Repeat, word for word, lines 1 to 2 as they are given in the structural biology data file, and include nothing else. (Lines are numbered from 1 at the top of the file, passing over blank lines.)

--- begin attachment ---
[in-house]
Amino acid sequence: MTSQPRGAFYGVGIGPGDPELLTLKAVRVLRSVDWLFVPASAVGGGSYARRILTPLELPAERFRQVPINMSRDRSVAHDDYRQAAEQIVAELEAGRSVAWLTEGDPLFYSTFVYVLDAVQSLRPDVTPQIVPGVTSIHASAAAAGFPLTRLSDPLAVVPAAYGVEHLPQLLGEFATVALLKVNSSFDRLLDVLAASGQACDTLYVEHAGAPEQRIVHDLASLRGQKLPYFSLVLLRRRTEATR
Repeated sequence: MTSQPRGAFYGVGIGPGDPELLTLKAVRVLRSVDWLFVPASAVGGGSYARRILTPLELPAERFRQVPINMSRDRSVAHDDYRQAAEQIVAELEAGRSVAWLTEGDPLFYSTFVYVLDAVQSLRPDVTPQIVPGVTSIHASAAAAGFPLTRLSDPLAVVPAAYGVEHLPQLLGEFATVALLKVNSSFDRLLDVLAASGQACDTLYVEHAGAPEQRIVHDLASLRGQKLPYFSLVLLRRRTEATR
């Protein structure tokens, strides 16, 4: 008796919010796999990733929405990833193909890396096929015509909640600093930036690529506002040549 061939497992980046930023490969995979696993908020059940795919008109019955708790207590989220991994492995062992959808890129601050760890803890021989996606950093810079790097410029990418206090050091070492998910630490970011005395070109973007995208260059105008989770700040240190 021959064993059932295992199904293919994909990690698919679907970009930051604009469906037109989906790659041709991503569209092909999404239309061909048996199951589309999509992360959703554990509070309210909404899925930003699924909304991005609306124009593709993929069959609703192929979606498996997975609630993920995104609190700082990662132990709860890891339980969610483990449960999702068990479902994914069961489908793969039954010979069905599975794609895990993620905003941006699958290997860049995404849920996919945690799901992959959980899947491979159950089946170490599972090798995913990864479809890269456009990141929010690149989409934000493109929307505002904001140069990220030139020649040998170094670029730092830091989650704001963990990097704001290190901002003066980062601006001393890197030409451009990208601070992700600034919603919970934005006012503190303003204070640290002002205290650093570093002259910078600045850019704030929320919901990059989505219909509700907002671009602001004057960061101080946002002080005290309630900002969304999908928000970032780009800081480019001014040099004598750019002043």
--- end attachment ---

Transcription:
[in-house]
Amino acid sequence: MTSQPRGAFYGVGIGPGDPELLTLKAVRVLRSVDWLFVPASAVGGGSYARRILTPLELPAERFRQVPINMSRDRSVAHDDYRQAAEQIVAELEAGRSVAWLTEGDPLFYSTFVYVLDAVQSLRPDVTPQIVPGVTSIHASAAAAGFPLTRLSDPLAVVPAAYGVEHLPQLLGEFATVALLKVNSSFDRLLDVLAASGQACDTLYVEHAGAPEQRIVHDLASLRGQKLPYFSLVLLRRRTEATR